Kenai Mayor John Williams gave his annual state of the city address before the Kenai Chamber of Commerce luncheon crowd Wednesday, outlining the fiscal year 2002 budget which goes into effect July 1.
He also talked about the many capital projects the city has taken on.
As reported before, the city's entire budget for the next fiscal year will be $13.1 million, which is $692,947 more than the current fiscal year's budget of $12.4 million, a 5.58 percent increase.
The city's treasury will be drawn down by $98,157 to cover the difference, once additional revenue adjustments are made. The treasury, or general fund, balance will be $28.9 million after the appropriation.
The city, Williams said, is heavily dependent on sales and property taxes, which, combined, account for 39 percent of the city's income. Interest made on the treasury investments accounts for 14 percent of the income, while only 5 percent comes from state and federal sources.
"As you can see," Williams said, referring to the slide show that went along with his speech, "in 1985 the state gave us something over $1.6 million. Last year it was just slightly more than $200,000.
"I can't complain about falling state revenue sharing this year, because they actually gave us a slight increase."
The city's sales tax of 3 percent brings in $3.9 million, while the property tax of 3 mills accounts for $1.3 million a year.
"As you can see, the very life of our government depends on sales tax," Williams said.
The greatest outlay for the city is payroll, which accounts for 51 percent of the city's budget.
"The city of Kenai is a major factor in our economy," Williams said.
Public safety, the police and fire departments account for 42 percent of the city's outlay, accounting for $3.5 million in spending. Public works accounts for 22 percent, or $1.9 million, the same as what it costs to run city hall. The Parks and Recreation Department operates on $789,069, which is 9 percent of the budget. The library gets by on $462,219, or 5 percent of the budget.
"The only way the library functions at this level is because of volunteers," the mayor said. "So if you ever have some spare time you want to donate, give them a call."
Williams then showed slides of the many projects recently completed or under way in the city, including the ice rink, which he pointed out will have a refrigerated ice system installed this fall to guarantee good ice all winter.
"I don't believe we had 30 days of solid ice all winter there," he said.
He showed an artist's conception of the new fire and rescue building under construction at the airport next to the control tower, and then of the newly remodeled terminal building.
"This is the first vision 240,000 people a year get of our city," he said.
The mayor also mentioned the many water and sewer projects, including a fourth well house that is under way, as well as the new Public Health Clinic, which also will house Central Peninsula General Hospital personnel.
"We are increasing the medical services to this community at long last," he said. "The doors should open in July, and we'll have a grand opening sometime in September."
The mayor said he hopes the Challenger Learning Center will get a $2.5 million addition, which would house 36 students and four adults in separate bunk houses to provide for week-long summer camp space missions.
Another building on the city's horizon to house youth, but for very different reasons, is the Youth Detention Center, due to be designed this year, with construction starting next year on Marathon Road.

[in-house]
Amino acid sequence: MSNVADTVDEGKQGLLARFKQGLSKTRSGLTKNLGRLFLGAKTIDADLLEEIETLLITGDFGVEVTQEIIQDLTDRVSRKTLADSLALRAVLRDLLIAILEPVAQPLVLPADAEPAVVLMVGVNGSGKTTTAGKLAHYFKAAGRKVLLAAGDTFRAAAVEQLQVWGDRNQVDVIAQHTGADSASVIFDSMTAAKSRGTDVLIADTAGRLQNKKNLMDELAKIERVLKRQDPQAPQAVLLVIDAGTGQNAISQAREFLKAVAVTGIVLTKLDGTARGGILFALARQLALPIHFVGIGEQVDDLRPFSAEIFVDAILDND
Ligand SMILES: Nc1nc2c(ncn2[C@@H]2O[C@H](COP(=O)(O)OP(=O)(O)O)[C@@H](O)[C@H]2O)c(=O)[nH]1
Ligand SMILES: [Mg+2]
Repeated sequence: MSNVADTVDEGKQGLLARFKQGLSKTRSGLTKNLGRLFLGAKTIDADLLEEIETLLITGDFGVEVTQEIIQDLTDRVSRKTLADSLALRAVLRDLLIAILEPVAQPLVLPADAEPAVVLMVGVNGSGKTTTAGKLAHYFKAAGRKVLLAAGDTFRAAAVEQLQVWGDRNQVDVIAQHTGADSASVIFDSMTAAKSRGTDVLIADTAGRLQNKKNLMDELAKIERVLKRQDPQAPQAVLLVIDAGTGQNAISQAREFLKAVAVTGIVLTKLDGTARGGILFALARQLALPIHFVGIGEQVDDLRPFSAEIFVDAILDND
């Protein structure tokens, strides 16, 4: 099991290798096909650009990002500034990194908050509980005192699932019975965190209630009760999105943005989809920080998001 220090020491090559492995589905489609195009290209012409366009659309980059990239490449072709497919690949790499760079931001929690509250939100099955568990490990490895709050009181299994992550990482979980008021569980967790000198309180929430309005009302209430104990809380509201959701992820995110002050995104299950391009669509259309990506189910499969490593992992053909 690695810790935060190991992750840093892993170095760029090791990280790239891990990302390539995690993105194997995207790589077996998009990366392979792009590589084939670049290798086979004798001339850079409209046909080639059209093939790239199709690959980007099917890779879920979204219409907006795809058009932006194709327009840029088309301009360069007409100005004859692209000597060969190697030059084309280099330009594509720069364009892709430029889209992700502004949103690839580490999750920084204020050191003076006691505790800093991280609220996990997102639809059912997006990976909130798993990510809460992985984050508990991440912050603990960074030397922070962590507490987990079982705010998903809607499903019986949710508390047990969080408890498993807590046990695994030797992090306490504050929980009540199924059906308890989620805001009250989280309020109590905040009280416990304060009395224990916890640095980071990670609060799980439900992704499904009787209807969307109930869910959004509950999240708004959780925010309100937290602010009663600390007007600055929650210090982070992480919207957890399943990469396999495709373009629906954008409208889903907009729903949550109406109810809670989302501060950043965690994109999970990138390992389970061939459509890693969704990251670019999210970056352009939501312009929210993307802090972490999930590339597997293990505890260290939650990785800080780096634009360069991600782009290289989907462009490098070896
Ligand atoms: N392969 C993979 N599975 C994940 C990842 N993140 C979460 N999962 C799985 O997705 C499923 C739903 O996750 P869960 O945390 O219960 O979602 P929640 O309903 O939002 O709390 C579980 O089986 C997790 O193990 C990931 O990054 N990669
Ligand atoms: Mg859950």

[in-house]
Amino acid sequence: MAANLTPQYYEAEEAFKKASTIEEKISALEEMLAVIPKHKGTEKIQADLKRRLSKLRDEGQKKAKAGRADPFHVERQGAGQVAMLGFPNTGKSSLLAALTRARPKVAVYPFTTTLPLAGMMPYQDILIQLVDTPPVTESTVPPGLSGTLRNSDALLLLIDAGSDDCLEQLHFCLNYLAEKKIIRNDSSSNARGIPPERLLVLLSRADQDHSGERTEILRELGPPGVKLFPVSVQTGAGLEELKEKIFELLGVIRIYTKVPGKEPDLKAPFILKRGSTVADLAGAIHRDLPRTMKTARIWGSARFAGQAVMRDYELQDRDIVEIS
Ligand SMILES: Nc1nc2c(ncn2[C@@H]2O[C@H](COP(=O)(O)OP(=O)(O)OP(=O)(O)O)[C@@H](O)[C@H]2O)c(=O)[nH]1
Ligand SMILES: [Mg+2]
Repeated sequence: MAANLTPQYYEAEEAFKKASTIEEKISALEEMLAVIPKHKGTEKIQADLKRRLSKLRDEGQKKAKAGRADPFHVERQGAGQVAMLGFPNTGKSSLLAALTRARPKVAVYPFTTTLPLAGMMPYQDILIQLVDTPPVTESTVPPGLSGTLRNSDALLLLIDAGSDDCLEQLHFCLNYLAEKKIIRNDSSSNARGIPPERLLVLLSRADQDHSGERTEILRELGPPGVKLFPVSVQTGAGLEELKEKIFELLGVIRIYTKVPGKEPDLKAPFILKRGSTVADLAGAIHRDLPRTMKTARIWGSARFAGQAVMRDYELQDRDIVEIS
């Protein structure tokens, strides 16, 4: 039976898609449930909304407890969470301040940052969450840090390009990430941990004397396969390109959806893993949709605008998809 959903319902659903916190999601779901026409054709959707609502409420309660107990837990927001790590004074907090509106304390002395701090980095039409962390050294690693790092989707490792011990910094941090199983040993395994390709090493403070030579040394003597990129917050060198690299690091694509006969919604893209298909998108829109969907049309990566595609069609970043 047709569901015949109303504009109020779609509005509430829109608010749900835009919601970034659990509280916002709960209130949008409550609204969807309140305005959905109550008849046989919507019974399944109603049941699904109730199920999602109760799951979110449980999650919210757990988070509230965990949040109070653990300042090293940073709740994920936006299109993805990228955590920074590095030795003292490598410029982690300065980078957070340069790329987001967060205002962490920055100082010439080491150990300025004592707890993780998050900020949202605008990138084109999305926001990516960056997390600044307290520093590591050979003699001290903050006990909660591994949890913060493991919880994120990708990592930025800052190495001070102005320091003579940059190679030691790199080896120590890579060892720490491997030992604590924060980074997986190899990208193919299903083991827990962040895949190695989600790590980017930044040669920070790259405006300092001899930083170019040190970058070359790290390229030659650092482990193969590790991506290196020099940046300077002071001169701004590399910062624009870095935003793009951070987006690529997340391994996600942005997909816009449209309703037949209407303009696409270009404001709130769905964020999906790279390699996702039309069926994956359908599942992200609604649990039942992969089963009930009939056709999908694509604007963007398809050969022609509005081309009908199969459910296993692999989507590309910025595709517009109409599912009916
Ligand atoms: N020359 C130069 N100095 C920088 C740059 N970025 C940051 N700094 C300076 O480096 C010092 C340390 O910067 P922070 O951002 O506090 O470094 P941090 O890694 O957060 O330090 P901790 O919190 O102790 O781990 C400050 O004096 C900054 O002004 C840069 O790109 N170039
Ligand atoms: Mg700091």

Bluff erosion control is a project Williams has referred to in the past as the most important thing the city can do.
"Atop the bluff live people, and at the bottom live worms," Williams said. "We have to try and convince agencies that the people are more important than worms."
During meetings on the bluff project, state Department of Fish and Game personnel have expressed concern over disturbing habitat for invertebrates living in the mud, which may be a source of food for young salmon.
"We are only talking about one mile here," Williams said. "And as for Millennium Square, we can't think about building a nice hotel and convention center there if the bluff erodes away."
The land between the senior center and Bridge Access Road is what the mayor has dubbed "Millennium Square."
He said an expert once told him the bluff will probably stop eroding at the Kenai Mall parking lot if left alone.
Williams also talked about the city building a skateboard park.
"I've had some members of the business community come to me and say they would donate to the project if it would get the skateboarders out of in front of their bank or hardware store," Williams said.
The last items on the mayor's agenda were Alaska Department of Transportation and Public Facilities projects under way and in design. They include the ongoing work on Redoubt Avenue and Forest Drive, the work that started recently on the Kenai Spur Highway from downtown to past the refineries in Nikiski, the Unity Trail from Soldotna to Kenai along the Kenai Spur Highway, and the Bridge Access Road Trail completing the Unity Trail Loop.
"I urge you to sign the petitions you see on the tables if you agree with me that this trail needs to be completed to connect the Kenai Spur Highway with K-Beach Road trails," Williams said.
State agency representatives have expressed concern at public meetings that bicyclists along Bridge Access Road would cause more harm to wildlife there than the cars on the road do. There is concern among supporters that if there is not an outpouring of support for the pathway, the project will be killed.
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